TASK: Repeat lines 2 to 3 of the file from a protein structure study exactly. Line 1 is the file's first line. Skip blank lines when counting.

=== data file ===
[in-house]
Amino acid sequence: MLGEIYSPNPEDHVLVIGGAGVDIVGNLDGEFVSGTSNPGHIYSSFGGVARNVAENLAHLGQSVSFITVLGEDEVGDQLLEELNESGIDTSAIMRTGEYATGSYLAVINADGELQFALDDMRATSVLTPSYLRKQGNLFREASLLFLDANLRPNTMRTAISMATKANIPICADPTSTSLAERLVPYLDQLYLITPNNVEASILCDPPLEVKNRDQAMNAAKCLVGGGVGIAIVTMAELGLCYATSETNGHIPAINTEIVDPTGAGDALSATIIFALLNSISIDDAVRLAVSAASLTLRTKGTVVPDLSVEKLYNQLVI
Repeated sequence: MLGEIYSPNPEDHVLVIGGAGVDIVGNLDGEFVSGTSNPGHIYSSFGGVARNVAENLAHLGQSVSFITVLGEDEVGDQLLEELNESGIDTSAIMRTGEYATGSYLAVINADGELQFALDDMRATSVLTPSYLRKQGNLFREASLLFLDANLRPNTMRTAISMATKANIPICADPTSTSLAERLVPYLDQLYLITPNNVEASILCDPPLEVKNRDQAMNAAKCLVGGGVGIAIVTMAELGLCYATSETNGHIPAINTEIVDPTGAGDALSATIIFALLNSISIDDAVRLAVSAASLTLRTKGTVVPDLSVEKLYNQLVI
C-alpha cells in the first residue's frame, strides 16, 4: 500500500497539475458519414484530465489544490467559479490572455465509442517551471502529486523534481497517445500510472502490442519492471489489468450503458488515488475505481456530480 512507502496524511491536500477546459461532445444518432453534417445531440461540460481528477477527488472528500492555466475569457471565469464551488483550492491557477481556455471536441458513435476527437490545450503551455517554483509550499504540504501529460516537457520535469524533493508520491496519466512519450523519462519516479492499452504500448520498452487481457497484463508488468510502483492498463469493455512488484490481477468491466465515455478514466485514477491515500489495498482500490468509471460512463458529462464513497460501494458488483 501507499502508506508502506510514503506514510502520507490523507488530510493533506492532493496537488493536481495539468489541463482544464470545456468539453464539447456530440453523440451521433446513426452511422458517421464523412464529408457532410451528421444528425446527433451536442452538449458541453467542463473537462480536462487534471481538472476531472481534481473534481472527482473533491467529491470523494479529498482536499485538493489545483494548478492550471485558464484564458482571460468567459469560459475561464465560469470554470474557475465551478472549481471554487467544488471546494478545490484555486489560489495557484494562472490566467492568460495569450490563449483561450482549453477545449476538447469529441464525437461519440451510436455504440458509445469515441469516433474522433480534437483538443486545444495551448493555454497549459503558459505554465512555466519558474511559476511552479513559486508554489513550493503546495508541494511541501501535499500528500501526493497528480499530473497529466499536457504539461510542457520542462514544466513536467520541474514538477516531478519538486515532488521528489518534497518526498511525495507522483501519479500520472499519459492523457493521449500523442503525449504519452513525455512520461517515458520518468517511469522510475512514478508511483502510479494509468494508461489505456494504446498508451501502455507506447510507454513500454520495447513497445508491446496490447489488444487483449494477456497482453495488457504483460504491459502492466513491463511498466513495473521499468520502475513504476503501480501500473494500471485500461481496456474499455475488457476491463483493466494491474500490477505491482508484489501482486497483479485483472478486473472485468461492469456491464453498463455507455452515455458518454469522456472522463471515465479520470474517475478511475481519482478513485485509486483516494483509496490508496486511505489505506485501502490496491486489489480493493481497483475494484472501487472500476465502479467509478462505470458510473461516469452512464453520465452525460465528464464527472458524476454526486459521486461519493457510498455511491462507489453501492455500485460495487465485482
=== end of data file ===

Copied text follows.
Amino acid sequence: MLGEIYSPNPEDHVLVIGGAGVDIVGNLDGEFVSGTSNPGHIYSSFGGVARNVAENLAHLGQSVSFITVLGEDEVGDQLLEELNESGIDTSAIMRTGEYATGSYLAVINADGELQFALDDMRATSVLTPSYLRKQGNLFREASLLFLDANLRPNTMRTAISMATKANIPICADPTSTSLAERLVPYLDQLYLITPNNVEASILCDPPLEVKNRDQAMNAAKCLVGGGVGIAIVTMAELGLCYATSETNGHIPAINTEIVDPTGAGDALSATIIFALLNSISIDDAVRLAVSAASLTLRTKGTVVPDLSVEKLYNQLVI
Repeated sequence: MLGEIYSPNPEDHVLVIGGAGVDIVGNLDGEFVSGTSNPGHIYSSFGGVARNVAENLAHLGQSVSFITVLGEDEVGDQLLEELNESGIDTSAIMRTGEYATGSYLAVINADGELQFALDDMRATSVLTPSYLRKQGNLFREASLLFLDANLRPNTMRTAISMATKANIPICADPTSTSLAERLVPYLDQLYLITPNNVEASILCDPPLEVKNRDQAMNAAKCLVGGGVGIAIVTMAELGLCYATSETNGHIPAINTEIVDPTGAGDALSATIIFALLNSISIDDAVRLAVSAASLTLRTKGTVVPDLSVEKLYNQLVI